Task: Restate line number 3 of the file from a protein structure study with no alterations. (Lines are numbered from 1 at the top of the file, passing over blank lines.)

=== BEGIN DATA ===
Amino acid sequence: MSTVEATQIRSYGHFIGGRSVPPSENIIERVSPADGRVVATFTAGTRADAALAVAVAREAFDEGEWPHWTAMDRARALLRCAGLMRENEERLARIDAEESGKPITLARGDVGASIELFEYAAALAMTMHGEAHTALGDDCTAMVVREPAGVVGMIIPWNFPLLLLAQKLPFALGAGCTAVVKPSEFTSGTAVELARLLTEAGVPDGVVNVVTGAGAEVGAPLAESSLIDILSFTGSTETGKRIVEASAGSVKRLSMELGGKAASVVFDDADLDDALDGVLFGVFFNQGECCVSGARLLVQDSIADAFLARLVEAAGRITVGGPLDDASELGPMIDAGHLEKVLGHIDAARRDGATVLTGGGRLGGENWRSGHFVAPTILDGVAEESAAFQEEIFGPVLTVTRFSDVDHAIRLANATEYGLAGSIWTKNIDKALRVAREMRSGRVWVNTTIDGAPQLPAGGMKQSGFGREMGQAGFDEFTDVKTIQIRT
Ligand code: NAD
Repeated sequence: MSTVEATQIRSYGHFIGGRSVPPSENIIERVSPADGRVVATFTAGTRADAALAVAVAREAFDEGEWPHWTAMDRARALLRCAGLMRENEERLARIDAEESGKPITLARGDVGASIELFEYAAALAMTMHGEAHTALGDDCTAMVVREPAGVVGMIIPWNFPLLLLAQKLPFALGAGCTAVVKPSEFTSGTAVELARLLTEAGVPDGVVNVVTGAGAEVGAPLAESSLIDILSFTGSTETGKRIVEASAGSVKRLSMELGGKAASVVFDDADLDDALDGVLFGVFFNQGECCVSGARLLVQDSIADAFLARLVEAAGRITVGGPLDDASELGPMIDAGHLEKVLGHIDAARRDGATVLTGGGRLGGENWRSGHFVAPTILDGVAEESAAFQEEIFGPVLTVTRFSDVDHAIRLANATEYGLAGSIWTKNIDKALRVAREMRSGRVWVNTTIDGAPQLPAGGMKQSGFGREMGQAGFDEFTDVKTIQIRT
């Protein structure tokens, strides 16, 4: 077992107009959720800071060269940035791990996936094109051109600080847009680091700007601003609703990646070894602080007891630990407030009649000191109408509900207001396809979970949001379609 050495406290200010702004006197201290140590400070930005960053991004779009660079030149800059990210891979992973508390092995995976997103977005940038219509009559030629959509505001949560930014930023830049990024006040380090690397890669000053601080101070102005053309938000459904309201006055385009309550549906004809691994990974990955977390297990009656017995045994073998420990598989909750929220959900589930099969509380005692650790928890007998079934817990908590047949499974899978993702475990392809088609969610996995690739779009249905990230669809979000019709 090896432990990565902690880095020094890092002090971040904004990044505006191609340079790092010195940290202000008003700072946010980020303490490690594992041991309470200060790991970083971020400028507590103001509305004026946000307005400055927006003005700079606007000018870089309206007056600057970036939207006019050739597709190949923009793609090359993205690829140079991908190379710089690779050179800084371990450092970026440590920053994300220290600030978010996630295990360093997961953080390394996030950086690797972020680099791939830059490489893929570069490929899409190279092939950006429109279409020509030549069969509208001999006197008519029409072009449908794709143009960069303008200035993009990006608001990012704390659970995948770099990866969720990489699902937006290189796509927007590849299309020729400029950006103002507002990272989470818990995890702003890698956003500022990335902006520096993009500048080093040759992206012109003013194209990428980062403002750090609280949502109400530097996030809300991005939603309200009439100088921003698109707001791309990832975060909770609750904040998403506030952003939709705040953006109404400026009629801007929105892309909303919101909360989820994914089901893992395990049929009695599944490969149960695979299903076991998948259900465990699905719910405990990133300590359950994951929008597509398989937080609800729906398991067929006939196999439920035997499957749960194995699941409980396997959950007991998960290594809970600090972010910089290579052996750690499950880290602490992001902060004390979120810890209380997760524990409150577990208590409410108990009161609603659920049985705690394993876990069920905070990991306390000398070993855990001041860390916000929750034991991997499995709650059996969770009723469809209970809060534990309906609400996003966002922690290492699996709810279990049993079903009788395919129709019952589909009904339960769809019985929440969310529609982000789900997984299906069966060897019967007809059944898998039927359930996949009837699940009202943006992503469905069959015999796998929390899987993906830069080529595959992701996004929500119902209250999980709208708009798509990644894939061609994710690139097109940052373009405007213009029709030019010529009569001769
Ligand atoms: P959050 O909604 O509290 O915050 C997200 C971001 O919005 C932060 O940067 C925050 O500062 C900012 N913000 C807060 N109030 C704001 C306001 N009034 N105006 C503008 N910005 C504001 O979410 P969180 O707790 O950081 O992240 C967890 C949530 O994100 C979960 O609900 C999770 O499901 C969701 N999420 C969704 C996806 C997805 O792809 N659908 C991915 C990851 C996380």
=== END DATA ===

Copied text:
Repeated sequence: MSTVEATQIRSYGHFIGGRSVPPSENIIERVSPADGRVVATFTAGTRADAALAVAVAREAFDEGEWPHWTAMDRARALLRCAGLMRENEERLARIDAEESGKPITLARGDVGASIELFEYAAALAMTMHGEAHTALGDDCTAMVVREPAGVVGMIIPWNFPLLLLAQKLPFALGAGCTAVVKPSEFTSGTAVELARLLTEAGVPDGVVNVVTGAGAEVGAPLAESSLIDILSFTGSTETGKRIVEASAGSVKRLSMELGGKAASVVFDDADLDDALDGVLFGVFFNQGECCVSGARLLVQDSIADAFLARLVEAAGRITVGGPLDDASELGPMIDAGHLEKVLGHIDAARRDGATVLTGGGRLGGENWRSGHFVAPTILDGVAEESAAFQEEIFGPVLTVTRFSDVDHAIRLANATEYGLAGSIWTKNIDKALRVAREMRSGRVWVNTTIDGAPQLPAGGMKQSGFGREMGQAGFDEFTDVKTIQIRT